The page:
Disheartened entrepreneurs turn to politics ahead of the General Election | Knutsford Times

Disheartened entrepreneurs turn to politics ahead of the General Election

By on December 23, 2009

New figures suggest that more candidates with business and finance management experience are putting themselves forward as prospective MPs because they are disillusioned with existing enterprise policies.
 
Following research from the Industry and Parliament Trust (IPT) showing that the number of potential MPs with 15 or more years of business experience has doubled since 2008, the Forum of Private Business (FPB) is giving prospective parliamentarians a platform to outline their plans for small businesses.
 
Last year, the IPT revealed that just 7% of prospective parliamentary candidates demonstrated business management or financial services experience.
 
This year, that figure has doubled to 14%. Further, at 37%, more candidates currently work in these sectors than in others. According to the IPT the prospective parliamentarians have even more of this experience than do existing MPs.
 
However, despite the improvement less than half (48%) of the candidates surveyed by research agency ComRes could demonstrate business and financial management experience. Worryingly, just 31% cited business as a political interest while fewer (22%) mentioned the economy.
 
“We should not underestimate the importance of the year ahead,” said the FPB’s Chief Executive, Phil Orford. “Even when the economy technically comes out of recession many small businesses will be in greater need of funding in order to keep up with demand.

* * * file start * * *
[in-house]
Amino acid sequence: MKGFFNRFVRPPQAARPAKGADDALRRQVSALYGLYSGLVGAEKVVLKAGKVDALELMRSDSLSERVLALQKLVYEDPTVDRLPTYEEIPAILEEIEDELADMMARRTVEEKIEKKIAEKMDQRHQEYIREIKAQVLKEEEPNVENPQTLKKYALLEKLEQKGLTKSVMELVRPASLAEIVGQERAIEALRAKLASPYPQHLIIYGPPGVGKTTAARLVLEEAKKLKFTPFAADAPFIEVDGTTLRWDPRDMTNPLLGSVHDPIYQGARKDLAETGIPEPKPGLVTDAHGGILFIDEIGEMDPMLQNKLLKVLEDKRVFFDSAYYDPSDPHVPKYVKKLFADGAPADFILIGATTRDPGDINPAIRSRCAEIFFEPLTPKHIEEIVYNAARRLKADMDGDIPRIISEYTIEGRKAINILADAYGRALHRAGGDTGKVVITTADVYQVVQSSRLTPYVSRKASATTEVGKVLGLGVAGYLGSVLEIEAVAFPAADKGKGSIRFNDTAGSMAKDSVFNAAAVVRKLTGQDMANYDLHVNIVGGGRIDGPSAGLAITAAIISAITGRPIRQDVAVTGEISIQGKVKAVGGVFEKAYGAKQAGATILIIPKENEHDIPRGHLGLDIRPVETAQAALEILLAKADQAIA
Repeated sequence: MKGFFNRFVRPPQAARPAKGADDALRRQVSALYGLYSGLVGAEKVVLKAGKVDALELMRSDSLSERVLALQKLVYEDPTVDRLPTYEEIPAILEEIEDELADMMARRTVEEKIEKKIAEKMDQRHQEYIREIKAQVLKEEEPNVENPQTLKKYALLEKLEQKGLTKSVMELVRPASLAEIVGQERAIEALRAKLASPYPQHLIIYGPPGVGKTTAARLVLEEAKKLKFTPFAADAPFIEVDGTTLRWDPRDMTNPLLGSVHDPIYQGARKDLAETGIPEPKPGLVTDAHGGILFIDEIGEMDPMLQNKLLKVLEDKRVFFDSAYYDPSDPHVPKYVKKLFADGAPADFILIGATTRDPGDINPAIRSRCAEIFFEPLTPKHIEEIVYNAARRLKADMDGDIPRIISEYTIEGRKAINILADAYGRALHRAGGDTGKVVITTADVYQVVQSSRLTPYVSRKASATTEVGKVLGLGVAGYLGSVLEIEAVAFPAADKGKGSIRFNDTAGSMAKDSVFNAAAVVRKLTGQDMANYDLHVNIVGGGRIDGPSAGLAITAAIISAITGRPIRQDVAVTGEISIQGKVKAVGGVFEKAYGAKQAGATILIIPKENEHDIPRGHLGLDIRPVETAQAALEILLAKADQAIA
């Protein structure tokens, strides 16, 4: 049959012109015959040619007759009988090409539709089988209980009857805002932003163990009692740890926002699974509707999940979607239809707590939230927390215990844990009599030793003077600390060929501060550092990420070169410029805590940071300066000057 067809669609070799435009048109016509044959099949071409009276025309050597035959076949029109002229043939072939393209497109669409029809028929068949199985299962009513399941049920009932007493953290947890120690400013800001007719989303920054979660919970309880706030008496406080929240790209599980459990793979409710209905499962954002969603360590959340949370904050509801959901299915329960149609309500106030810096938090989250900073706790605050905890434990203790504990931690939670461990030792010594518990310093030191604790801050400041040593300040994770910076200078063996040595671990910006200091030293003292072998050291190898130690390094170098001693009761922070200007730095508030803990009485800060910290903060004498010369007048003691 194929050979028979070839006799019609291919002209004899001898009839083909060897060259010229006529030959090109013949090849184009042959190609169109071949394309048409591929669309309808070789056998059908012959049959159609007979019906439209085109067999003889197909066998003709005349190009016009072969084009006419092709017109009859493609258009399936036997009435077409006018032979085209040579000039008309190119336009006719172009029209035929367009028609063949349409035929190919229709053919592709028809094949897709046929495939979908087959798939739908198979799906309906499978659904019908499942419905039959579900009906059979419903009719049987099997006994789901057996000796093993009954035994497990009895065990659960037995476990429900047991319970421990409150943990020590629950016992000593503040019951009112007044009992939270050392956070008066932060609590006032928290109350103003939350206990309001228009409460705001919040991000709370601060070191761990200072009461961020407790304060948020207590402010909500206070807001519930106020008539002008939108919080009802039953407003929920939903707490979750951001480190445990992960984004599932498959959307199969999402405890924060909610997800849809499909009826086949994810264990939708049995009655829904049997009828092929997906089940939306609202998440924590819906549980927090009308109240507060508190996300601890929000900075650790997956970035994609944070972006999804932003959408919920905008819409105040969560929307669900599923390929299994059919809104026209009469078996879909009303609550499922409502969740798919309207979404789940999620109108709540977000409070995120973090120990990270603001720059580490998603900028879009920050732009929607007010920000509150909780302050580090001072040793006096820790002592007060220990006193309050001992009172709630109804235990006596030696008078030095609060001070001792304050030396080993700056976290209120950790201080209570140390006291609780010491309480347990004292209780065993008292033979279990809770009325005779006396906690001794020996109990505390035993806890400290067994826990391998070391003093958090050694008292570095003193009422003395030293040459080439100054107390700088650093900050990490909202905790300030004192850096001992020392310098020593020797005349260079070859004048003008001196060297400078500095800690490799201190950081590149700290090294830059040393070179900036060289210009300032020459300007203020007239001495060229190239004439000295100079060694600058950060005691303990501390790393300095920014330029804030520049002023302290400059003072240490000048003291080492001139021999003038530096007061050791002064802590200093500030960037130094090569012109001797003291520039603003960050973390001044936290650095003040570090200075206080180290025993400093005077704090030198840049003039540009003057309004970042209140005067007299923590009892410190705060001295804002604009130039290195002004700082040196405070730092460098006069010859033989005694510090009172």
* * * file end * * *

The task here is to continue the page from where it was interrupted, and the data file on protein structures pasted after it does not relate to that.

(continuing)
“That is not in place at the moment and it will be incumbent on all parliamentarians – new and old – to work to create an enterprise environment that supports business growth rather than hindering it. It appears that, disillusioned with existing enterprise policies, more entrepreneurs are proactively seeking to get involved by putting themselves forward for election.”
 
He added: “In the areas of tax, regulation and finance we need stability, certainty and continuity of support. Schemes designed to protect small businesses must not be sacrificed in the name of public spending cuts. It is therefore vital that the voices of those candidates with business and finance experience are heard.”
 
The FPB, which connects MPs to their small business constituents by sending them the results of surveys and comments members have asked to be passed on,  has invited prospective parliamentary candidates to subscribe to a monthly email outlining current issues faced by small firms.
 
Currently, these focus on the impact of the recession, access to finance, getting paid on time, dealing with new and changing legislation and sourcing employees who have the necessary skills.
 
In addition, it is inviting candidates to get in touch about any of these issues ahead of the General Election and to outline their plans to address them.
 
According to the IPT’s research, 55% of the potential parliamentary candidates surveyed have previously stood for election. On average, they have been actively involved in politics in some way for over 12 years and their average age is 43.
 
In the seats surveyed, a candidate is twice as likely to be a man rather than a woman. However, compared to MPs currently in the House of Commons, there are a higher proportion of female potential candidates for each of the three main political parties

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